Strive Seek Find

If You Believe that I have a Bridge I can Sell You!

July 26, 2021 Chance Whitmore Season 2 Episode 5
Strive Seek Find
If You Believe that I have a Bridge I can Sell You!
Show Notes Transcript

Con men,  flim-flam artists the like, when it comes to movies we revel in their getting away with it  while knowing eventually they will eventually get there comeuppance , it is easy to forget in those situations these people are the worst kind of predator preying on  the susceptible.   Today we are going to look at a few of the worst cases and talk briefly about what they all have in common and what they were looking for.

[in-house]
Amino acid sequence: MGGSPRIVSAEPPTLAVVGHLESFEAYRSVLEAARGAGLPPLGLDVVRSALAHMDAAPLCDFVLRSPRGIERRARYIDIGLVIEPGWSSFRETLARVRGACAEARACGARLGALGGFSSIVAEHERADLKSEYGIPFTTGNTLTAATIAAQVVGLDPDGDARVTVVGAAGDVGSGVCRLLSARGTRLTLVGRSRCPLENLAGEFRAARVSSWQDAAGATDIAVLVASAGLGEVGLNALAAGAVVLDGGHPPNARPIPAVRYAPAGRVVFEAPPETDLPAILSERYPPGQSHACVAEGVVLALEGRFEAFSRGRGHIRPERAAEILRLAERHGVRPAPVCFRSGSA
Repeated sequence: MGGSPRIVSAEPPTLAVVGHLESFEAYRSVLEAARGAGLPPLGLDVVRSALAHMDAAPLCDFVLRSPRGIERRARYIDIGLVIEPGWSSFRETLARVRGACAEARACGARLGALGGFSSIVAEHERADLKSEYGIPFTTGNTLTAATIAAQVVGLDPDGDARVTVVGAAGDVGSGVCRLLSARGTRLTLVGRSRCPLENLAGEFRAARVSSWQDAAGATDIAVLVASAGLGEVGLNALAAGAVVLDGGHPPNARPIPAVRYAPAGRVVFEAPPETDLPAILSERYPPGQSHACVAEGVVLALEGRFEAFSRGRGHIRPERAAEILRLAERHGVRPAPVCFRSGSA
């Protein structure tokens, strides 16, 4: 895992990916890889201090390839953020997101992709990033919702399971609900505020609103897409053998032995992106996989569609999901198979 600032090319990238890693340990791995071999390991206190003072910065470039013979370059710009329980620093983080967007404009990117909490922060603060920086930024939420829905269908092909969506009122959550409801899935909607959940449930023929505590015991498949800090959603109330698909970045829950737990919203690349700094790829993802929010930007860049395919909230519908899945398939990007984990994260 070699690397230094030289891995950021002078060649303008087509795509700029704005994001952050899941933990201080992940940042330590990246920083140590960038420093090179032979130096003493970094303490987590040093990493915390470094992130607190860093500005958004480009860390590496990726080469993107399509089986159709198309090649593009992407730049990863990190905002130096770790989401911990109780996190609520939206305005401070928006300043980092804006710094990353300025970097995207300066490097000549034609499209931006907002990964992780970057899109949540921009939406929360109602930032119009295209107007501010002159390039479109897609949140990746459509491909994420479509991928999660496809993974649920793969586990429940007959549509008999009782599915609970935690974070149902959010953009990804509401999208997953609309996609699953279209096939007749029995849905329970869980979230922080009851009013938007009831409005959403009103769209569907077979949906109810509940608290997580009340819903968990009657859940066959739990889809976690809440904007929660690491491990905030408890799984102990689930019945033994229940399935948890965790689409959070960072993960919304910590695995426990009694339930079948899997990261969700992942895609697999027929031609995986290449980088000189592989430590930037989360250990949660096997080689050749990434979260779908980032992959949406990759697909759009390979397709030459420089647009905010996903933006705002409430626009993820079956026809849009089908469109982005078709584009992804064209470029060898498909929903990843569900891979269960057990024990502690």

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In life, we have two choices, to experience or to exist. Every week, each of us makes that choice to either seek a better way to live or to get by. walk alongside me each week on the strive seek find podcast as we continue to seek our own brilliant future. So great news, everyone. I'm quitting my job next week. my new friend, the Nigerian prince is placing money in my account, some sort of lotto winnings. All I had to do is turn over my bank account numbers. What could possibly go wrong? Hey. Welcome to the strive seek find podcast. I'm your host chance Whitmore con men, Flim Flam artists and the like. When it comes to movies, we revel with them getting away with it, while knowing eventually they will get their comeuppance. It's easy to forget in those situations, these people are the worst kind of predator preying on those people that are most susceptible. Today, we're going to touch on a few of the worst. And talk briefly about what they have in common and what they were looking for. Now let's get started. I know this is by no means an extensive list. Just a few examples that stick out to me how they attacked, and those they chose to victimize. I'm not even going to really dig into the whole internet concept of the Nigerian prince scam. Because if you haven't had it hits your email by now. I don't know where you've been for the last 15 years. So let's look back at both some classics, and some things that are ongoing. We're going to start with the gentleman who while he didn't create this scheme, his name is so synonymous with it, that we've renamed it the Ponzi scheme. Charles Ponzi. Basically, you get investors, then you get more investors, use your new investors to pay your old investors. And then very quickly, go find new investors to pay your new investors. And continue this process till the whole thing becomes so top heavy, you get caught, it all falls apart. And a lot of people get ruined. Not gonna say it's an American original. I just gonna say that a lot of people still get duped by this to this day. It's a shell game of sorts. robbing Peter to repay Paul Ponzi took it on himself to collect these investments, and promise huge return on their investments up to and including 100% profit if you stayed with him for 90 days. And as the new money rolls in from people hearing about these returns, he pays back and then gets the money back from these people that he's giving dividends to because they want to reinvest and continue to get more of that 100% return. Just playing off greed, plain and simple. Ponzi lived rich as people continue to invest with him, and reinvest and reinvest until it got top heavy. And in the end, it brought down five banks and approximately $20 million in today's money, at least 250 million pounds. He's not even close to the most successful guy running his own scheme so to speak. Probably the most famous and I'm going to scratch that say infinite Miss person to run this scam is Bernie Madoff who is now sitting in prison for the rest of his life. Having built people out of billions, high returns even if the market fails. Plain and simple. People get built into this with greed. The guy's running these things are the real life Gordon gekkos looking to make as much as they can off the backs of anyone who will give them money and many of these people lose everything. If you want a heartbreaking story read about what's happened to some of Madoff's victims for our next luminary. If that's the right term, we're going to look at into the field of medicine and technology. Elizabeth Holmes, she's a much more recent example. She was a Stanford student who dropped out to follow an idea. Determined to make simple at home testing labs that were work on someone's blood, according to some of the things I read. Even back at Stanford before she dropped out, her professors were telling her it would never work. So she started working on it and starting selling it. And working with investors. She manipulated data. She manipulated people, the kits never worked. She lied, fired people who asked questions, right up to the end, she was trying to make sure to manipulate the data to make sure it looked like everything was working. Her company has since been shut down. She loved to talk to the magazines, to the news to anyone who would listen. And she seemed to love the attention her invention brought to her. She played off the desire that all of us have to make medicine quick and painless, and have the right answer every time. And because she was giving us exactly what we want, many people fell for it. And that's frightening. But all the way through, even when the billions were rolling in. This seems to be in the case of Elizabeth Holmes, more about the fame than it was about the money. Now back to a couple old classics. Count Victor lesfic. He's the man who sold the Eiffel Tower for scrap. and ran the man who scammed people out of 1000s dollars with his money box invention, including the sheriff. And if you're not aware of this little scam, it was brilliant. You build a little box and put a little money inside of it and tell someone to slide their money in and out comes the additional money and they get their money back and they get another $100 bill that's looking fresh and clean out. And you tell them that they can get hundreds of 1000s dollars out of it. And then they pay you 10s of 1000s to get one of these inventions. and off you go and they get nothing. Pure great. This guy was just smooth to the point where the FBI and and the Treasury agents described him as the smoothest person they'd ever met. But he was motivated by money, plain and simple, and eventually died on Alcatraz. And then there's William McLeod, who preyed on tourists and immigrants, doing things like selling the Brooklyn Bridge, or more accurately, the ability to set up a toll booth on the bridge. Official looking paperwork, sell it a few times a month, make bank eventually go to prison, obviously motivated by greed. But this one's so ubiquitous, that it's entered into our group lexicon. We've all heard the and if you believe that I got a bridge I can sell you. So I've touched on the greedy, many flu scam artists and medical huckster and I got one more person I want to touch on today. Finally, today, a scientific fraud. Charles darson was the band who, quote, discovered, unquote, created the Piltdown Man, the fake missing link between humans and apes. Now, he took some teeth, he took a job bone, he aged it up and got people believing it. Now, the impact on this was not just the loss of livelihood for people, it was not just playing for people's hopes and fears. This guy slowed the discovery of real science by protecting his fake science. He was vicious and eviscerating those people who would question his discoveries. And, like most criminals, or people eating potato chips, there can't just be one What he did was then take his fame because he wanted to be a famous archaeologist and use it to create more forgeries, and sell them to collectors. they've discovered at least 38 things that he faked that he sold to the wealthy. He loved the respect. He loved the cash that discoveries bought to him, and in the process, destroyed legitimate science. So some pretty heavy handed examples. You'd think you'd catch on to these, but it all plays off the same thing. If it's too good to be true, it is and should take a deeper look at it. Fear desperation makes people easily targeted. And on the working from the other end of things, money and fame is sometimes too much for people to pass up. Either way, today where fraud is just as easy as turning on your computer, having a critical eye is so important. promo, today's promo comes from the film rage podcast. These guys are awesome. Four of them get together with very different opinions on movies, rate them, talk through them, and tell you whether or not they're worth watching. There's some really great episodes that I learned a ton about the movies that are on. They just hit Episode 100, which in podcast land is a pretty impressive accomplishment. Let's give them a lesson. It's time to feel the rage. Join us on film rage where we talk movies, current releases, coming attractions, streaming and classic films as well. directors and actors be where you cannot hide from the rage. My name is Bryce and I'm part of the film rage crew which also includes Jim Hey, hey, Anne Marie, yo, why don't you always talk all the time? I can't. This is the merman the voice of reason these two can't agree on anything most of the time, some movies or Mondo summer just every week, something is going to make us rage join us every Wednesday and feel the rage. Once again, that spill rage. Check them out after you listen to this show. If you aren't paying attention, too often we shrink our world down to the minimum. Either we're too busy with life for work to realize everything that's going on, or the signal to noise ratio. So much coming at us make us Miss thing. Hence, this new feature for the podcast if you aren't paying attention, a new story that isn't everywhere, but has interesting implications. As always, the articles for this one are on our Facebook page. Recently, an Israeli firm has been selling malware to governments around the world. The program is called Pegasus, and was intended to only be sold to militaries and governments around the world with good human rights records. As with most cases, there are questions once the software is in the wild. And there are additional questions whether anyone needs this kind of access. In general terms, here's what the software does. It accesses everything on your phone, from messages to files, to pictures to phone numbers. It has the ability to activate your camera and microphone at will and turn it into a spine device. Now why should we be paid attention to this? how it's being used. The people who are buying this malware are used to target journalists from CNN to Al Jazeera, including two journalists who were found murdered with Pegasus keeping an eye on him. Allegedly. There are more than 85 political activists who are being tracked by Pegasus right now and hundreds of politicians. The company making the software denies any wrongdoing. But this is a symptom of a larger problem. The genie is out of the bottle and getting it back in maybe impossible. Which makes paid attention and taking basic precautions that much more important. worth mentioning, trashy documentary time. And with today's subject better, it seemed really appropriate. Especially in a fascinating trainwreck sort of way. Netflix is the heist deals with criminals who almost got away with it. And some of these crimes are epic. It is handled with the combination of reenactments, criminal interviews and police interviews. Hearing the thought process on the crimes from both sides, as well as the result is fascinating. We're talking everything from stealing Pappy Van Winkle to hundreds of millions of dollars. That alone makes it worth mentioning. Check it out on Netflix. And that concludes this edition of Strive Seek Find. Thank you for listening. If you enjoyed the episode, or would just like to support the podcast, here are a few ways you can do it. You can leave a review on Apple podcasts or Podchaser. They will help ring more listeners to the odcast. If that isn't your tyle, you can buy me a coffee r purchase some mirch links are n the podcast description. inally, if you have ideas or eedback, please reach out to he strive seek find page on acebook, or to @chancewhitmore on Twitter. Until next time, eep seeking your own brilliant f ture. Have a great day.